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Is there a way to compile a .vbproj or .csproj project file directly, just like Visual Studio does?

When you compile in Visual Studio, the "output" window shows the actual call to the compiler, which normally looks like:

vbc.exe [bunch of options] [looooong list of .vb files]

I would like to programatically call "something" that would take the .vbproj file and do whatever Visual Studio does to generate this long command line. I know i could parse the .vbproj myself and generate that command line, but I'd rather save myself all the reverse engineering and trial-and-error...

Is there a tool to do this? I'd rather be able to do it in a machine without having Visual Studio installed. However, if there's a way to call Visual Studio with some parameters to do it, then that'll be fine too.

I looked briefly at MSBuild, and it looks like it works from a .proj project file that i'd have to make especially, and that I'd need to update every time I add a file to the .vbproj file. (I did look briefly at it, so it's very likely I missed something important)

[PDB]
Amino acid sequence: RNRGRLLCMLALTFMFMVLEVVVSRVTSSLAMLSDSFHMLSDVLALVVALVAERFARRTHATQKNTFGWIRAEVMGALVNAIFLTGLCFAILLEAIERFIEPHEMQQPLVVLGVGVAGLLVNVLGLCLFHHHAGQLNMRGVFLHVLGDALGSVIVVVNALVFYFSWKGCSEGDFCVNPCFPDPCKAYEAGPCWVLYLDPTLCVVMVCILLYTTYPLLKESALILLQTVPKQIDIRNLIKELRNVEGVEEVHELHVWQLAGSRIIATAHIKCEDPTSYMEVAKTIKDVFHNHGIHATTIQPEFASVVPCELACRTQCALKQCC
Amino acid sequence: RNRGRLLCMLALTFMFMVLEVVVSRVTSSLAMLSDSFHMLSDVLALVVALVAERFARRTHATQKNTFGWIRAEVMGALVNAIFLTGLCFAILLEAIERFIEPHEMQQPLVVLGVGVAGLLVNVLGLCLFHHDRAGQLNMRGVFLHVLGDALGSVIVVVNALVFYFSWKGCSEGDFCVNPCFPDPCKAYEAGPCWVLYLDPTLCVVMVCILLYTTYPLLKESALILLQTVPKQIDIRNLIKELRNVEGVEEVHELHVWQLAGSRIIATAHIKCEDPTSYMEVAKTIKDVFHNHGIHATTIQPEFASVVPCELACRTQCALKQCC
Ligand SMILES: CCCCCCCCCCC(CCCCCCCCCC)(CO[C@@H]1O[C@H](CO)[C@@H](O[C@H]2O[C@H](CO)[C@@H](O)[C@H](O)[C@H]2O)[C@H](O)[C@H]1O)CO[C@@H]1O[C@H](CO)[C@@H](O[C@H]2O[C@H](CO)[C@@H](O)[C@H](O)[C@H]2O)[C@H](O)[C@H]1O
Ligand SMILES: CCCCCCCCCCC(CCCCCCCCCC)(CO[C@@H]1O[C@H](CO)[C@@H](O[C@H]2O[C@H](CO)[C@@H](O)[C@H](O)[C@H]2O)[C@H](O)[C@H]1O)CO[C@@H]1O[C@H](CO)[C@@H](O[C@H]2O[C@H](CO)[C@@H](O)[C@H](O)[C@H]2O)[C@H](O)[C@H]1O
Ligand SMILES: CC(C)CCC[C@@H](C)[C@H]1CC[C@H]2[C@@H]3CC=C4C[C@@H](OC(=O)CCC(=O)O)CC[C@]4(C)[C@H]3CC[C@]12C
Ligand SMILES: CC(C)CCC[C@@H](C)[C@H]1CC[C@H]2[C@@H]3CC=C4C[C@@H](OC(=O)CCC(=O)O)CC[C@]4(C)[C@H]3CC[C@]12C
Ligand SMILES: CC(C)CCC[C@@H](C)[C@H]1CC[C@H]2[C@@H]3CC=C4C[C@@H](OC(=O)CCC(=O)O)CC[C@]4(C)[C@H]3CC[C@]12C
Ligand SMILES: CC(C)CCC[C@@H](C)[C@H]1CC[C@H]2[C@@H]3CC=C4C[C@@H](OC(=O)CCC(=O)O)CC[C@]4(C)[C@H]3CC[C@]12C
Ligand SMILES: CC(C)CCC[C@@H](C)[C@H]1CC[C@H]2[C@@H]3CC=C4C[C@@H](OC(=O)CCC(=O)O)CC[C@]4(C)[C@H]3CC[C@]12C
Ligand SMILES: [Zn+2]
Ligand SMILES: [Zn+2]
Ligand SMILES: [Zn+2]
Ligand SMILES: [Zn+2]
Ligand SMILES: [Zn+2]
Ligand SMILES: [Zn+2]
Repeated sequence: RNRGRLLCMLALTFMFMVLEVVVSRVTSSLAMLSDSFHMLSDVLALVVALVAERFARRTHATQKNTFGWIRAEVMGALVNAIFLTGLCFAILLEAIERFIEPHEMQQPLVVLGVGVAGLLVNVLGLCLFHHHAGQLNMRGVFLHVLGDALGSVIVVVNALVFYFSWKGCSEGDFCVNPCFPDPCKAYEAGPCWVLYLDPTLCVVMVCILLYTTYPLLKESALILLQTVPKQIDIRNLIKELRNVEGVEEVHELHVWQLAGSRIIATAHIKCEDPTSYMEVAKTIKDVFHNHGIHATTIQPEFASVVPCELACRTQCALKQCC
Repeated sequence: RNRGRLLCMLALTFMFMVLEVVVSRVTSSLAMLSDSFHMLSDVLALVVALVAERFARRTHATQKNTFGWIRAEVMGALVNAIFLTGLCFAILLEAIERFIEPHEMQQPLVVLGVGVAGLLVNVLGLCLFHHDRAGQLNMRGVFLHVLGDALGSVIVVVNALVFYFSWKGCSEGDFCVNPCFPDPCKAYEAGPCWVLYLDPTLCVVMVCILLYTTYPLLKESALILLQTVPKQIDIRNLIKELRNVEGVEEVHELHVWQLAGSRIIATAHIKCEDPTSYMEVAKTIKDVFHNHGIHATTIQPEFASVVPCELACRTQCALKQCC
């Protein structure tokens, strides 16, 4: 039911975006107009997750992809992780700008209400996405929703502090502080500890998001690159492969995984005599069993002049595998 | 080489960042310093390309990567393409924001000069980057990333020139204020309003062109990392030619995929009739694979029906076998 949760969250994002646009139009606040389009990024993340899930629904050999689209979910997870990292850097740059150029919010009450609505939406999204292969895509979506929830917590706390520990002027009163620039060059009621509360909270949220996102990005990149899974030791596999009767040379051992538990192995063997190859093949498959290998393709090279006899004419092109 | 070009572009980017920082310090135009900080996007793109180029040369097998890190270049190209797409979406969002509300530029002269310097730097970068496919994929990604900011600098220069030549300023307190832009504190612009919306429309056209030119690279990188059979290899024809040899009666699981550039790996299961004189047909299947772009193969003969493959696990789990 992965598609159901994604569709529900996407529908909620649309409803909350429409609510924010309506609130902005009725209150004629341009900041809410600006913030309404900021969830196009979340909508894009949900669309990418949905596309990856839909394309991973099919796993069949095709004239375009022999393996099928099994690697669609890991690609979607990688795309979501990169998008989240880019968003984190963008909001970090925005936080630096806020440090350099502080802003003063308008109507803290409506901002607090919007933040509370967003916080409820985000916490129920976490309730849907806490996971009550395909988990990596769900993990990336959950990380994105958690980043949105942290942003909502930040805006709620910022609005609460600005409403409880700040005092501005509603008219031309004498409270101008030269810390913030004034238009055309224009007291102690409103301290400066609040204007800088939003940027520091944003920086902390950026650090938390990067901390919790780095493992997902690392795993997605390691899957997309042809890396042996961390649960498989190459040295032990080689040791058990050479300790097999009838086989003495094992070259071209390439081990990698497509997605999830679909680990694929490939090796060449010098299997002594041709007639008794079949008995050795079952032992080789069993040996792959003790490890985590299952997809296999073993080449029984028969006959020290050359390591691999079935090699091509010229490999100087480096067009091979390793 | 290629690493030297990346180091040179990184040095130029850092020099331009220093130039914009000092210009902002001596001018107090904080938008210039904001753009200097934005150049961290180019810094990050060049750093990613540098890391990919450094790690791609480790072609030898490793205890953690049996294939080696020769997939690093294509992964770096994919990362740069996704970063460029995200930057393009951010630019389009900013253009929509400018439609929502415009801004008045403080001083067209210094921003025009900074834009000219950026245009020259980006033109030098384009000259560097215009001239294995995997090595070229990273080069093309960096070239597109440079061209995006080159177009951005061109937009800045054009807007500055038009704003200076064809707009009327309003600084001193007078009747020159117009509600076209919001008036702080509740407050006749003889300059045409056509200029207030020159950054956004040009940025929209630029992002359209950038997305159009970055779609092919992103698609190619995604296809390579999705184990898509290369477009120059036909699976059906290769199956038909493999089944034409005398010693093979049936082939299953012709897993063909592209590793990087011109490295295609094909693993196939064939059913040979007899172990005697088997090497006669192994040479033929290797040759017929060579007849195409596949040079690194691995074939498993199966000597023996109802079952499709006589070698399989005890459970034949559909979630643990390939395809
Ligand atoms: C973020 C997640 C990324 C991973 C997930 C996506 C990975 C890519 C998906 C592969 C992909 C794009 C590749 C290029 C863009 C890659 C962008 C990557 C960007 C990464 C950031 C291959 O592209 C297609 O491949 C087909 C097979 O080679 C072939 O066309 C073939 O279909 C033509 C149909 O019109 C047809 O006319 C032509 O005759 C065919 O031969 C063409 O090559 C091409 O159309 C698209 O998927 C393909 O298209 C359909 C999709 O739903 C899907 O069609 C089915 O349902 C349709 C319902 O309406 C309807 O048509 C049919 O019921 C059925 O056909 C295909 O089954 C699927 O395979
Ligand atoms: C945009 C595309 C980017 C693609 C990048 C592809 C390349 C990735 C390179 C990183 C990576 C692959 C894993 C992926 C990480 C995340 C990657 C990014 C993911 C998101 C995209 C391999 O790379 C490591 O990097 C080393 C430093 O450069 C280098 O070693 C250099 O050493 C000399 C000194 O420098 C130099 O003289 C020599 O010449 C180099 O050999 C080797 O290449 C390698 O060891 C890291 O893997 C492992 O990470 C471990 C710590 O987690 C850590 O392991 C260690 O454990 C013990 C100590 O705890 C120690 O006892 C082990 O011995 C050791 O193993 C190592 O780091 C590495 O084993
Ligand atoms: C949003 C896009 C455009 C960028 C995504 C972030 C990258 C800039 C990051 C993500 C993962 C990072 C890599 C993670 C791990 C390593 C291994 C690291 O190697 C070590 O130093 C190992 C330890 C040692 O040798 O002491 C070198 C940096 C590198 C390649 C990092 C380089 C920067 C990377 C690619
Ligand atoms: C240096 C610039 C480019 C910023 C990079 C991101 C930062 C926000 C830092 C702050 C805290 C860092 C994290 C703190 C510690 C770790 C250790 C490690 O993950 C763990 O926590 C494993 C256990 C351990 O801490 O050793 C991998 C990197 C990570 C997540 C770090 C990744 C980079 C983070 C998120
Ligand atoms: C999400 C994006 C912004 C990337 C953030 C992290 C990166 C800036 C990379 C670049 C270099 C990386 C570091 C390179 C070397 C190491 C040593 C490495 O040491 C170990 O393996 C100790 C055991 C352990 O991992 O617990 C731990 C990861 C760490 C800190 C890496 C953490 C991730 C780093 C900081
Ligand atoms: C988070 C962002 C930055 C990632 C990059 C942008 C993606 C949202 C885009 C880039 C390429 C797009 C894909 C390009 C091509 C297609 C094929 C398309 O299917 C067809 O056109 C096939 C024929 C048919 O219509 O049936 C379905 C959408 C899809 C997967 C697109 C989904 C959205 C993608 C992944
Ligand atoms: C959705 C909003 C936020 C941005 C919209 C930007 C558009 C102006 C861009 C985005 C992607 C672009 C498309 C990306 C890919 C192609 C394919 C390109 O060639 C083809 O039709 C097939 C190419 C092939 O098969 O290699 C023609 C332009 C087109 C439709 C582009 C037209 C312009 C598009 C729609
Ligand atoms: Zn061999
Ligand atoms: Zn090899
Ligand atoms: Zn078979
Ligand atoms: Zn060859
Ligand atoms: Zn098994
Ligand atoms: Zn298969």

Any help will be greatly appreciated

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See also stackoverflow.com/q/5174893/30280 –  Bevan Feb 28 '12 at 20:51

5 Answers 5

up vote 26 down vote accepted

MSBuild is the easiest way to go. For instance:

msbuild /property:Configuration=Release MyFile.vbproj
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Thank you very much –  Daniel Magliola Nov 5 '08 at 19:59
    
Providing an actual command line is what has pushed this comment over the edge from mediocrity into greatness. –  Brandon Rhodes May 27 '10 at 19:45

MSBuild can also take your solution file and use it to do the compile.

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You can use either MSBUILD or CSC. MSBuild, which as you mentioned, does use your project and solution files. CSC will compile specific files, or all files in a specific directory tree.

You should also look at automating your builds with NAnt and/or CruiseControl.net.

Also, here is an example on how to compile your code without visual studio using CSC. http://blog.slickedit.com/?p=163

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Just so you know .vbproj and .csproj files are MSBuild. So everything that you've read, you can apply to those files directly.

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At the top of a .vbproj file is a . Add this line to the property group to suppress the VB runtime:

<NoVBRuntimeReference>On</NoVBRuntimeReference>

MSBuild does the rest. No need to use the command line if you have the IDE.

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